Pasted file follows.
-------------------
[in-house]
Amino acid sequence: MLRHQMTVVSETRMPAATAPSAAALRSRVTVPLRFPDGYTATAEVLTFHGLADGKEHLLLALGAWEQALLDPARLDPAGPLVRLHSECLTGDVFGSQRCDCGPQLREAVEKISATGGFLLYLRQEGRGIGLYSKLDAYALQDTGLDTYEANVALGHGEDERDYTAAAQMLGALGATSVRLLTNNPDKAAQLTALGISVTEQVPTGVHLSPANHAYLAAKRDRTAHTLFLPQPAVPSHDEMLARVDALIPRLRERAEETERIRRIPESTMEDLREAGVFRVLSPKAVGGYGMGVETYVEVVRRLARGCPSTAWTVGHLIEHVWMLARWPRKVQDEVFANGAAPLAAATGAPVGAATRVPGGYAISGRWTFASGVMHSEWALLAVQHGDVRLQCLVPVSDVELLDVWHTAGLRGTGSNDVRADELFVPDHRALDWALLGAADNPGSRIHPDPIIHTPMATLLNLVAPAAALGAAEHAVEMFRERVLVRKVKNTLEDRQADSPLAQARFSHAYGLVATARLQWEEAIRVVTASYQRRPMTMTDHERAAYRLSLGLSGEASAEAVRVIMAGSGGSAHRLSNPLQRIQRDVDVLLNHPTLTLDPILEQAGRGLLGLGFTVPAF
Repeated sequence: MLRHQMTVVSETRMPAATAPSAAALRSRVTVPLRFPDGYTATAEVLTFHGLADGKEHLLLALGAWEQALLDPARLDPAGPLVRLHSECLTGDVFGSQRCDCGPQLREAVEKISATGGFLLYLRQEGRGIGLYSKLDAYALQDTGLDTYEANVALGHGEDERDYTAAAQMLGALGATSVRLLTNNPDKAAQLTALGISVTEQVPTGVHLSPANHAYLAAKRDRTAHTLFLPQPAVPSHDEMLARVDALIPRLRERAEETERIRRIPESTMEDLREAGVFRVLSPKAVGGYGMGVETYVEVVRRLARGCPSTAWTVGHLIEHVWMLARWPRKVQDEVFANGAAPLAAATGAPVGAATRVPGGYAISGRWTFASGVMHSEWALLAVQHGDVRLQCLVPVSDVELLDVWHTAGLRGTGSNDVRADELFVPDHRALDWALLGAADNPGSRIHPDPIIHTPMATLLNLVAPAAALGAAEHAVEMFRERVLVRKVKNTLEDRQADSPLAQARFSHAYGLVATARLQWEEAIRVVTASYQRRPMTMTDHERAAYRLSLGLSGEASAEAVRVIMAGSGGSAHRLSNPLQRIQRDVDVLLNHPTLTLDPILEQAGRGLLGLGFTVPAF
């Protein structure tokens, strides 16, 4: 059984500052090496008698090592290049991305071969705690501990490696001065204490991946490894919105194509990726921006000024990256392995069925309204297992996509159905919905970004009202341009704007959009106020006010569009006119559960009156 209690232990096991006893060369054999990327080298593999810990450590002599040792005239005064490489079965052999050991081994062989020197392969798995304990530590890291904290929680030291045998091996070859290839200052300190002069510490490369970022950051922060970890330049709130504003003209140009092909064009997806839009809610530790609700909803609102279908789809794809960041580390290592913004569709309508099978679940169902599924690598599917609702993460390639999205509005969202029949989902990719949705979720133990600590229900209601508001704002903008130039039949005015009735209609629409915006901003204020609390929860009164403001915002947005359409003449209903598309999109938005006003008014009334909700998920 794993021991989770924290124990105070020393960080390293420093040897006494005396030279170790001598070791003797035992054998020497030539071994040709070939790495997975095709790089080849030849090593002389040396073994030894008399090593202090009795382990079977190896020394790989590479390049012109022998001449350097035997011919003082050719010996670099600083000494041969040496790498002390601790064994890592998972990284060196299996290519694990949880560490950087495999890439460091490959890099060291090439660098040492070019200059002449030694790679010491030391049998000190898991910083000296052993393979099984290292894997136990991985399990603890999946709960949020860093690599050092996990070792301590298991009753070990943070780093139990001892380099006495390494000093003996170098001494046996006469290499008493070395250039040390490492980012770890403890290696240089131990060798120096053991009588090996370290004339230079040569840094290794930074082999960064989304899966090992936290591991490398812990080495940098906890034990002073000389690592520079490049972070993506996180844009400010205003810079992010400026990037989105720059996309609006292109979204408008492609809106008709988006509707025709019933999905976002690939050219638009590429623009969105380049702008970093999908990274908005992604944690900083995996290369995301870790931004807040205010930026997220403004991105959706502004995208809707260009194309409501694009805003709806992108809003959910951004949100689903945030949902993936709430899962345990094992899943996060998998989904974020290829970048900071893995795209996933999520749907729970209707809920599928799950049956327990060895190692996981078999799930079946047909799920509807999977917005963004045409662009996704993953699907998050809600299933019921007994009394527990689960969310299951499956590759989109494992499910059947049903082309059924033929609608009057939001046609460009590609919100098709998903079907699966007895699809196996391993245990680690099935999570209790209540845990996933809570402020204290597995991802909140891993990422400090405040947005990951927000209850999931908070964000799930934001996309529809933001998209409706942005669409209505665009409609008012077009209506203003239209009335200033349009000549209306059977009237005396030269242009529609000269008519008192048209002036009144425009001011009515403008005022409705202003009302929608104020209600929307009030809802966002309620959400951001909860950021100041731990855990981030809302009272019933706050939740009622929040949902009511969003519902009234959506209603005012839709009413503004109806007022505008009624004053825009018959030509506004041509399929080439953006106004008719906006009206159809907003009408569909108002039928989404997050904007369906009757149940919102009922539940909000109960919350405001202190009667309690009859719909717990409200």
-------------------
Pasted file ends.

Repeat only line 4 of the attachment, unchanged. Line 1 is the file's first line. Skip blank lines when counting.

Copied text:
């Protein structure tokens, strides 16, 4: 059984500052090496008698090592290049991305071969705690501990490696001065204490991946490894919105194509990726921006000024990256392995069925309204297992996509159905919905970004009202341009704007959009106020006010569009006119559960009156 209690232990096991006893060369054999990327080298593999810990450590002599040792005239005064490489079965052999050991081994062989020197392969798995304990530590890291904290929680030291045998091996070859290839200052300190002069510490490369970022950051922060970890330049709130504003003209140009092909064009997806839009809610530790609700909803609102279908789809794809960041580390290592913004569709309508099978679940169902599924690598599917609702993460390639999205509005969202029949989902990719949705979720133990600590229900209601508001704002903008130039039949005015009735209609629409915006901003204020609390929860009164403001915002947005359409003449209903598309999109938005006003008014009334909700998920 794993021991989770924290124990105070020393960080390293420093040897006494005396030279170790001598070791003797035992054998020497030539071994040709070939790495997975095709790089080849030849090593002389040396073994030894008399090593202090009795382990079977190896020394790989590479390049012109022998001449350097035997011919003082050719010996670099600083000494041969040496790498002390601790064994890592998972990284060196299996290519694990949880560490950087495999890439460091490959890099060291090439660098040492070019200059002449030694790679010491030391049998000190898991910083000296052993393979099984290292894997136990991985399990603890999946709960949020860093690599050092996990070792301590298991009753070990943070780093139990001892380099006495390494000093003996170098001494046996006469290499008493070395250039040390490492980012770890403890290696240089131990060798120096053991009588090996370290004339230079040569840094290794930074082999960064989304899966090992936290591991490398812990080495940098906890034990002073000389690592520079490049972070993506996180844009400010205003810079992010400026990037989105720059996309609006292109979204408008492609809106008709988006509707025709019933999905976002690939050219638009590429623009969105380049702008970093999908990274908005992604944690900083995996290369995301870790931004807040205010930026997220403004991105959706502004995208809707260009194309409501694009805003709806992108809003959910951004949100689903945030949902993936709430899962345990094992899943996060998998989904974020290829970048900071893995795209996933999520749907729970209707809920599928799950049956327990060895190692996981078999799930079946047909799920509807999977917005963004045409662009996704993953699907998050809600299933019921007994009394527990689960969310299951499956590759989109494992499910059947049903082309059924033929609608009057939001046609460009590609919100098709998903079907699966007895699809196996391993245990680690099935999570209790209540845990996933809570402020204290597995991802909140891993990422400090405040947005990951927000209850999931908070964000799930934001996309529809933001998209409706942005669409209505665009409609008012077009209506203003239209009335200033349009000549209306059977009237005396030269242009529609000269008519008192048209002036009144425009001011009515403008005022409705202003009302929608104020209600929307009030809802966002309620959400951001909860950021100041731990855990981030809302009272019933706050939740009622929040949902009511969003519902009234959506209603005012839709009413503004109806007022505008009624004053825009018959030509506004041509399929080439953006106004008719906006009206159809907003009408569909108002039928989404997050904007369906009757149940919102009922539940909000109960919350405001202190009667309690009859719909717990409200």